This brief stint more or less stoked the fire that was to be revived in a few years time when Laisa decided to make a go for it and get herself formally qualified as a makeup artist. Laisa had the opportunity to do this in Edinburgh at GlamCandy Makeup School in 2015 where she specialised in Bridal Makeup This provided her with the professional platform that her budding career needed. Laisa’s artistic tendencies come out in her work, although makeup is expected to be glamourous, Laisa prefers to enhance her clients natural features instead. This she does by experimenting with different brands and different styles in her work. Laisa is a strong advocate for empowering young people to celebrate themselves and if makeup does that for them then she encourages them to expound on that aspect. Too often we are made to feel that we must fit into a box and look a certain way, Laisa feels that exploring the wonders of makeup breaks this stereotype and allows people to celebrate their individuality. Making the comparison to clothing where one is expected to be a certain size to be considered the quintessential model, makeup goes against that grain, makeup she feels fits all shapes and sizes, be it male or female – Makeup ALWAYS fits.
In saying that though, Laisa also respects that for some, makeup may not be their forte and she says that people should respect that too. She’s had experiences where young people have mocked or ridiculed other young people who may not feel the need to use makeup, and she feels this is where makeup tends to be seen with an evil eye because people go on to associate it with a negative tag rather than the artistic skill it entails. Not a stranger to having to overcome hurdles, Laisa says she was fortunate to have been taught how to manage her finances and work within her means form her childhood, watching her mom having to be the sole bread winner and having to support them as her Dad completed his tertiary studies as a fulltime student. Her parents work ethics and their principles and values raising them so far away from the comforts of extended family living of Fiji has instilled in her values that she applies to her own work. This experience is also a major contributor to the reason behind Laisa’s choice to retain her surname as her brand. Laisa wants her name to be synonymous to not only her achievements but also how far her family has come and hopefully be an inspiration to others.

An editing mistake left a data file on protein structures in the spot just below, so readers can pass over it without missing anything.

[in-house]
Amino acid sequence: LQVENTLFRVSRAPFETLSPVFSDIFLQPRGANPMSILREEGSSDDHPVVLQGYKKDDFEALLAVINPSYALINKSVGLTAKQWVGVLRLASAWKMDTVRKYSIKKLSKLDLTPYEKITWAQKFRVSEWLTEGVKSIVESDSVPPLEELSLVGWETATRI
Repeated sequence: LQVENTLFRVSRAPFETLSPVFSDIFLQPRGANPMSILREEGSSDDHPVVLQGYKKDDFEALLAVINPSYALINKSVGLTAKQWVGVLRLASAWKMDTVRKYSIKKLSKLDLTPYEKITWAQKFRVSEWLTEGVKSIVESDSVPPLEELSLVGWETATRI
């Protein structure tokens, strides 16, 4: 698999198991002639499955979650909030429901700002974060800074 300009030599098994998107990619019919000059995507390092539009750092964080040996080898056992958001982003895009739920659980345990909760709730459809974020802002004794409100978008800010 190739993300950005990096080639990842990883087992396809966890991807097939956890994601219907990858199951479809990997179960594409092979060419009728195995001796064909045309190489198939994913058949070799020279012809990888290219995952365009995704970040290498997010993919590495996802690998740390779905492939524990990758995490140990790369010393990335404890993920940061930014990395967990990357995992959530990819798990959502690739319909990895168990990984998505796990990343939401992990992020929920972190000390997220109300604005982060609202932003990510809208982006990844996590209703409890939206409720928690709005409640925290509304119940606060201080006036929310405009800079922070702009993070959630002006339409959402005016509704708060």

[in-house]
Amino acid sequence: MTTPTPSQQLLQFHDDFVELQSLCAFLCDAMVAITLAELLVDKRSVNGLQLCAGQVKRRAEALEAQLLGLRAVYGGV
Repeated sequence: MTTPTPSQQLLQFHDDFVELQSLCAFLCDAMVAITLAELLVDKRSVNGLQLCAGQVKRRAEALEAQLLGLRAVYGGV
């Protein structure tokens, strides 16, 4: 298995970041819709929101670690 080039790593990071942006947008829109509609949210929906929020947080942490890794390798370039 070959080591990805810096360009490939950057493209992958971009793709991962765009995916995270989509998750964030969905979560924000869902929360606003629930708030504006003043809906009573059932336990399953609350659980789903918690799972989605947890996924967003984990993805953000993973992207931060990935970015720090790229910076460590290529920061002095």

I asked Laisa if she had any advice for young people wanting to go on the same career path and one thing that she reiterated throughout it all was the need to be consistent in all that you do. Consistency in this industry is key. You are an artist and inorder to be able to establish your brand and set yourself apart from others you need to be able to show that your work is not only evolving with the current trends but that you can put your own twist into it all. You must also show that being consistent with work makes you reliable and worthy of being booked. In addition to that, as is with all other skill sets, she stresses the need to practise and to make use of whatever equipment you are able to afford at the time of starting out. Using cheaper brands should not stop one from exploring their talents as is evidenced by her YouTube videos where she does tutorials using drugstore brands.
Laisa hopes to one day become a celebrated Fijian Make-Up artist, to be able to teach other young Fijians wanting to further their careers in the industry, to also provide a network and platform to help other artists to thrive in their field. The tenacity that this fierce, young Fijian Woman Of The World has to achieve her dreams has been nothing short of inspirational and it gives me hope that it will give young Fijian women the same drive to go above and beyond.
Hope you’ve enjoyed reading Laisa’s story as I have enjoyed the privilege of sharing it with you all.